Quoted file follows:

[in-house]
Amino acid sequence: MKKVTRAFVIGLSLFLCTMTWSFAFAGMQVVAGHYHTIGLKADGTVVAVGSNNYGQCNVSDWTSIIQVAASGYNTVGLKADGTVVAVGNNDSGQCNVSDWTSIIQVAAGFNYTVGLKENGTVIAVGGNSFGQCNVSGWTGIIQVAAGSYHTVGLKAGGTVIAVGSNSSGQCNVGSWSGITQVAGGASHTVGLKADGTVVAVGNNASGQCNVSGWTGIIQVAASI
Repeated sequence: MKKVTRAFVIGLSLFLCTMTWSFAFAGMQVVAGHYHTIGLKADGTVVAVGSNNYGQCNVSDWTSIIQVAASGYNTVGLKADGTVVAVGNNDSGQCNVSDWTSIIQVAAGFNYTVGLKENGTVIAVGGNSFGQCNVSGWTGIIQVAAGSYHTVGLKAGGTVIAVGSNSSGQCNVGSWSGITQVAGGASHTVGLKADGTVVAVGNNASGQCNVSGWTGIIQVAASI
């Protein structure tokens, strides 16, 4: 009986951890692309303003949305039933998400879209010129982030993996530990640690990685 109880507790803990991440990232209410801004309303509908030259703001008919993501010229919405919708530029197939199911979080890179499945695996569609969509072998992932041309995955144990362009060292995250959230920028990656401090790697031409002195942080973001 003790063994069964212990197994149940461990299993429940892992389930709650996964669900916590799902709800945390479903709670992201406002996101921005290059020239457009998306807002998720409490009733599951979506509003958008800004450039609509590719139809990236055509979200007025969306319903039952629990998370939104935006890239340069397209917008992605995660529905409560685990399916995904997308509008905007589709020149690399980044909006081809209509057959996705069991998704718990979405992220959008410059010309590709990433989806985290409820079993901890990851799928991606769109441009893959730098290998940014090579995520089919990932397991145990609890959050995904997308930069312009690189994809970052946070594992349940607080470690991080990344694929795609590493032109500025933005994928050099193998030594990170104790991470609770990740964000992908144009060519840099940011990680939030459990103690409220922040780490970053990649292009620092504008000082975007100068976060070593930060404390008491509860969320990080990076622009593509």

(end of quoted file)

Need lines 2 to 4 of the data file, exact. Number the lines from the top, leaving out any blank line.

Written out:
Amino acid sequence: MKKVTRAFVIGLSLFLCTMTWSFAFAGMQVVAGHYHTIGLKADGTVVAVGSNNYGQCNVSDWTSIIQVAASGYNTVGLKADGTVVAVGNNDSGQCNVSDWTSIIQVAAGFNYTVGLKENGTVIAVGGNSFGQCNVSGWTGIIQVAAGSYHTVGLKAGGTVIAVGSNSSGQCNVGSWSGITQVAGGASHTVGLKADGTVVAVGNNASGQCNVSGWTGIIQVAASI
Repeated sequence: MKKVTRAFVIGLSLFLCTMTWSFAFAGMQVVAGHYHTIGLKADGTVVAVGSNNYGQCNVSDWTSIIQVAASGYNTVGLKADGTVVAVGNNDSGQCNVSDWTSIIQVAAGFNYTVGLKENGTVIAVGGNSFGQCNVSGWTGIIQVAAGSYHTVGLKAGGTVIAVGSNSSGQCNVGSWSGITQVAGGASHTVGLKADGTVVAVGNNASGQCNVSGWTGIIQVAASI
């Protein structure tokens, strides 16, 4: 009986951890692309303003949305039933998400879209010129982030993996530990640690990685 109880507790803990991440990232209410801004309303509908030259703001008919993501010229919405919708530029197939199911979080890179499945695996569609969509072998992932041309995955144990362009060292995250959230920028990656401090790697031409002195942080973001 003790063994069964212990197994149940461990299993429940892992389930709650996964669900916590799902709800945390479903709670992201406002996101921005290059020239457009998306807002998720409490009733599951979506509003958008800004450039609509590719139809990236055509979200007025969306319903039952629990998370939104935006890239340069397209917008992605995660529905409560685990399916995904997308509008905007589709020149690399980044909006081809209509057959996705069991998704718990979405992220959008410059010309590709990433989806985290409820079993901890990851799928991606769109441009893959730098290998940014090579995520089919990932397991145990609890959050995904997308930069312009690189994809970052946070594992349940607080470690991080990344694929795609590493032109500025933005994928050099193998030594990170104790991470609770990740964000992908144009060519840099940011990680939030459990103690409220922040780490970053990649292009620092504008000082975007100068976060070593930060404390008491509860969320990080990076622009593509």